The Bishop usually ponders for a long time who the Lord would have fulfill a major calling like the head of an organization. Those do not come up very often. When they do, the Bishop will usually inform his counselors of who he has in mind, after which a discussion ensues of how that individual will fulfill that particular calling and how the needs of the ward members will be met.
Gift of discernment
The Bishop is very concerned that callings issued to ward members are ones that will bless them, that will help them to grow and that are the will of the Lord. I can’t tell you how many times I have heard Bishops pray for the gift of discernment to know where the Lord would have certain individuals serve. Serving in the church is a big deal and it helps us to grow and to love others.
Although it doesn’t always happen, I have been amazed at the number of times as a counselor I have issued a call to an individual to hear them say that they were praying for an opportunity to serve and that they knew that this particular call was coming. It is rewarding to see that when we pray for inspiration to place people in callings that the inspiration is real and is from the Lord.
I don’t know if my experience has been unique in issuing calls but I can only remember a couple of occasions on which I did not extend the call after we had agreed upon it in Bishopric meeting. It became apparent after an interview in the home of the individual that the calling would not be in their best interest at that time. It is usually because I learned of extenuating circumstances.
You may wonder why we weren’t inspired that the call wasn’t right before we went to extend it. Remember, we had prayed for inspiration and felt united as a Bishopric that it was the right thing to do at that time. All I can tell you is that this has rarely happened and that it just may be a part of the inspiration process to visit the home before the spirit can confirm that it is OK to proceed.
Confirmation of the spirit
Perhaps a description of the process we go through when we deliberate in a disciplinary council will help explain the process of inspiration a little better. After hearing the facts of the matter, we excuse the individual and discuss the options outlined in the church handbook. The primary concern is always how the action we take will affect the individual and help them to repent.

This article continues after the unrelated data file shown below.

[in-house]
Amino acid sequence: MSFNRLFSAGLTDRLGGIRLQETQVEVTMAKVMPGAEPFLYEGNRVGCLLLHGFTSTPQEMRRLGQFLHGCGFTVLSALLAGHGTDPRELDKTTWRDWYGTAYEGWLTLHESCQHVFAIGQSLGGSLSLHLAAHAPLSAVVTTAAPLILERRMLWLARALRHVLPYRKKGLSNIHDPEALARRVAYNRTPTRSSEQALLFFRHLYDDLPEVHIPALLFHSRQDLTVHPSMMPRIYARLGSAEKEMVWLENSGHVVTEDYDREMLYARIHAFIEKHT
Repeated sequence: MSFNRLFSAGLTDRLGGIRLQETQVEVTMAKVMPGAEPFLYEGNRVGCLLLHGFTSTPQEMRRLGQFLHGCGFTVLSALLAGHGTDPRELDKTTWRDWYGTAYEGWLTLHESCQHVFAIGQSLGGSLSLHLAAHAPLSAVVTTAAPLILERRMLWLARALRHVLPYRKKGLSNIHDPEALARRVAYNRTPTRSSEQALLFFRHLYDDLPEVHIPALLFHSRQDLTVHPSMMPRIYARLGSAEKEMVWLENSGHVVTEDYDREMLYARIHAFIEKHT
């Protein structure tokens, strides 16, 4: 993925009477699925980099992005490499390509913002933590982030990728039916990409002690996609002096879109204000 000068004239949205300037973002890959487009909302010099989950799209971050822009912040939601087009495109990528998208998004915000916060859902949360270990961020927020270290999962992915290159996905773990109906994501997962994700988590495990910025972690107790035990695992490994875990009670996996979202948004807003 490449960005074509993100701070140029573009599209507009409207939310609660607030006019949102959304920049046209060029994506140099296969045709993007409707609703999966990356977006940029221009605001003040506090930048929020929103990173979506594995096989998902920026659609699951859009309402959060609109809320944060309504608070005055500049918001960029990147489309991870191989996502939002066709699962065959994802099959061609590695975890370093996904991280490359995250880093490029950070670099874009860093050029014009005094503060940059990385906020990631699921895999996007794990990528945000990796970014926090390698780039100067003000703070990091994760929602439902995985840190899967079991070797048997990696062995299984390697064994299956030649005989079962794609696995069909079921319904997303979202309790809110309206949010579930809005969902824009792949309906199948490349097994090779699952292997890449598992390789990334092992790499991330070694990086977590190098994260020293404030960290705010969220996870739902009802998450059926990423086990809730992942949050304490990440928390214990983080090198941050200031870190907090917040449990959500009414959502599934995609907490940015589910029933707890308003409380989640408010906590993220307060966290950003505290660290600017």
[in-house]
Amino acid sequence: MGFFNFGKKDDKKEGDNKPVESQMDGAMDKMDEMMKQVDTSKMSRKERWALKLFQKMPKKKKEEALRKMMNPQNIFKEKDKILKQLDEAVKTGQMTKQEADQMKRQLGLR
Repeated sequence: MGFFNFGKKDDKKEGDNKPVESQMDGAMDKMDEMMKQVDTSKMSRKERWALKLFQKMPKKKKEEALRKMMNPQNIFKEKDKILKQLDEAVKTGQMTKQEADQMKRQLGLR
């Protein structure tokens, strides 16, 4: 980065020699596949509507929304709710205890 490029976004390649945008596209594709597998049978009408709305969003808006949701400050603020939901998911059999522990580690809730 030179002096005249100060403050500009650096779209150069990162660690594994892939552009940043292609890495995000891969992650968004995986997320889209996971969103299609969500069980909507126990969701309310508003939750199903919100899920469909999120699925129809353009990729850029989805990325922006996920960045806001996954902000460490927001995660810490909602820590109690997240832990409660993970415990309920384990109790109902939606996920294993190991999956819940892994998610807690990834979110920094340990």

We make a decision an then present it to the Lord in prayer. We each kneel and the Bishop asks one of those present to offer the prayer. We tell the Lord what we have decided and ask that we may know through a confirming witness of the spirit that the decision is right. We then conclude the prayer and the Bishop usually asks each member of the council if they are still in agreement.
Knowledge revealed from God
Sometimes the will of the Lord is obvious to all present. There is an unspoken communication that takes place between us. We each just know that the decision is correct. We know by the same process that individual members receive a testimony – by knowledge from the Holy Ghost. That is one of the blessings of serving in a Bishopric. You come to know how revelation works.
That’s what most people don’t know about Bishopric meetings – the amazing experience that we have each week with revelation. It is one of the best training grounds for understanding how the Lord communicates his will to the mind of man. I can tell you from many years of rich and deep experience that this process of revelation has always been present and it is a sacred experience.
Summary and conclusion
You may know former bishops or bishopric counselors who have said that there is a lot of small administrative detail that goes on in priesthood leadership meetings. You may even be a former bishop yourself. Yes, I agree that it can be tedious week after week to address some of the same issues over and over as callings need to be filled. It takes effort to ensure that God is involved.
Bishopric meetings can be a most amazing and rewarding experience as humble yet imperfect men unite in prayer to seek the mind and will of the Lord on behalf of the people that they serve. But to me, the most gratifying part of serving in a Bishopric is to be tutored by the Holy Ghost in how revelation works. It is a real thing and it is used constantly to further the work of the Lord.
Another common objection I have encountered in my dialogs with some who visit my essays can be summed up in the phrase, “But that’s not Biblical!” Similar to those who don’t understand what Mormons mean when we refer to our testimony, this common complaint also never ceases to amaze me. They just don’t get it.
I wrote in a previous essay about why the LDS personal testimony means so much more than most Christian apologists admit. I got to thinking about it and decided that I was giving them too much credit. Maybe they really do understand what our testimonies represent and it worries them because they don’t have that certainty.
People mock what they don’t understand. Some of our Christian evangelist friends are apparently no different. They claim that we base our religious convictions on mere feelings to draw attention away from the fact that the testimony is not in the feelings but in the knowledge revealed directly to our spirits in answer to prayer.
The Bible as the last word
Likewise, I think I have been much too lenient in dialogs with my visitors when they respond that my point is invalid because it cannot be found in the Bible. I always have to stop and remind myself of how important this foundation is to them. It’s all they have and they are conditioned to discard anything not in there.